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After Your Exam: Steps to Take for Better Scores and Learning

Got your exam back? Let's talk next steps! From checking your math to saving your exams for the final, here's your go-to guide for post-exam success.

It’s 5 days after your exam and your professor hands it back. You may have the score you pretty much expected and don’t want to think more about it. But you may have done much worse than you expected (or much better). The exam is not necessarily over at this point. Here are some further steps you can take depending on your situation.

1. Check Addition

I recommend EVERYONE check the addition of each question and the total exam score. Particularly in many large classes there can be addition errors for and against you. If you have an error that gives you fewer points than you deserve then carefully write down where the error(s) are and exactly what they are. Approach your professor about their policy in this situation. Correcting an addition error is absolutely noncontroversial and your professor should be happy to do this. I don’t recommend doing  this for a single point but I have seen errors of >10 points that can really affect your standing.

2. Answer Review

I also recommend checking your answer against the official key. In most large universities, a TA will often grade the same question 250 or 300 times, and errors can occur due to fatigue or inattentiveness. If you have a genuine case for having a correct answer that was marked incorrectly then write it on a separate piece of paper along with a brief explanation. Then go to step 3. If there are no major errors you can still learn your deficiencies from this process.

3. Approach Professor

If you have a clear case (or cases) of incorrect grading that would result in more than a point or 2, it is time to go to your professor to ask about these questions. Do not go to them with blame, belligerence and entitlement because they will be very disinclined to help you and give you the benefit of the doubt in future situations. The correct approach is to say. “I’m sorry to bother you but I looked at my exam and the key and I would appreciate if you could explain why I lost points.” If it’s a genuine error than they will often correct it on the spot and raise your score. A very common situation, though, is that you thought you put the same answer as the key but your professor can point out to you that you indeed have the wrong answer and why the right answer is different. In that case you have learned something valuable. If you have several genuine errors and your professor hasn’t offered to regrade it then ask politely for a regrade.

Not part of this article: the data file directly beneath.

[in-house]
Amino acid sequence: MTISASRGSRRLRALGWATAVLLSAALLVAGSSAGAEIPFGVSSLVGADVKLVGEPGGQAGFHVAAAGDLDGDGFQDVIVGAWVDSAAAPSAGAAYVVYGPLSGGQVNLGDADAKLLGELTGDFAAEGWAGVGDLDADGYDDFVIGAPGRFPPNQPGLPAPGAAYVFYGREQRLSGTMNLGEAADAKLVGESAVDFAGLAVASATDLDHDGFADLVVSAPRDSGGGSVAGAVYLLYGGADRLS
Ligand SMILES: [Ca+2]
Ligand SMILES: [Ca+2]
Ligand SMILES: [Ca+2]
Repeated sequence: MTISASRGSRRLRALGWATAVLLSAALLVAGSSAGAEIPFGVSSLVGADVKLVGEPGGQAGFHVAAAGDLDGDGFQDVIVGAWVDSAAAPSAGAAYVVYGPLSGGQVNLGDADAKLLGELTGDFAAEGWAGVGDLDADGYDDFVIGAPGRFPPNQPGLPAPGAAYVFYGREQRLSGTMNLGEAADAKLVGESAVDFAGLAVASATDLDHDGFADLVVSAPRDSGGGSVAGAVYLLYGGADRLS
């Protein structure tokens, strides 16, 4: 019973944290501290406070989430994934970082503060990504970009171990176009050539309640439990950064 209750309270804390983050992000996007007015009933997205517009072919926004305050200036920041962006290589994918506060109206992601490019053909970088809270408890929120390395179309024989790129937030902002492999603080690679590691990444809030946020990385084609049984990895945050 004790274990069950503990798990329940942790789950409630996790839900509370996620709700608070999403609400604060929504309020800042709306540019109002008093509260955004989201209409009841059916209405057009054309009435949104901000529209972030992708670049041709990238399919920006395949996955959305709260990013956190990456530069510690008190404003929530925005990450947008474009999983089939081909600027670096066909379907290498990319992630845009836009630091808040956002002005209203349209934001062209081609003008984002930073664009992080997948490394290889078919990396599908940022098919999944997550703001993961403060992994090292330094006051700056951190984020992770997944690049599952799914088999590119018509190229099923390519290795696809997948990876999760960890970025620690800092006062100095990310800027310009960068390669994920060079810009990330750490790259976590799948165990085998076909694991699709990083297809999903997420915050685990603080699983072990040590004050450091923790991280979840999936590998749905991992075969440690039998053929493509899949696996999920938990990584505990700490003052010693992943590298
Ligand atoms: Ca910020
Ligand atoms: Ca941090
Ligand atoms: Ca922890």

4. Seek Clarification

If you are very disappointed or surprised by an unexpectedly low score then you should also go to see your professor. After each of my exams I always invite the class as a whole to come see me to go through their exam individually to offer advice and insight into what they did wrong and how to do better next time. There are some very common problems that can, when fixed, have a truly miraculous effect on performance. One very common problem in 1st semester is that a person skips learning how to draw correct structures and is constantly losing points at every turn. Another common problem is not learning what your professor teaches you both accurately and well. People can sometimes spend most of their time watching outside videos with extraneous and incorrect material and totally ignoring what their professor taught them.

5. Save Exams

Do not throw away your exams or quizzes. Use these as the way to review for the old material that will be lightly covered on the final. If you can write your old midterms and quizzes blind and ace while you study for finals then you are probably well prepared for the final exam.

And there you have it—your exam journey doesn’t end when you hand in your paper! By following these steps, you’re not just potentially boosting your scores; you’re turning every exam into a stepping stone for academic growth and success. Whether it’s by double-checking your math, seeking clarity, or saving your exams for future review, each action you take brings you closer to understanding and mastering the material. So, keep those exams close, approach your professor with curiosity, and remember, every exam offers a chance to learn and improve. Here’s to making the most out of your exams, one step at a time!




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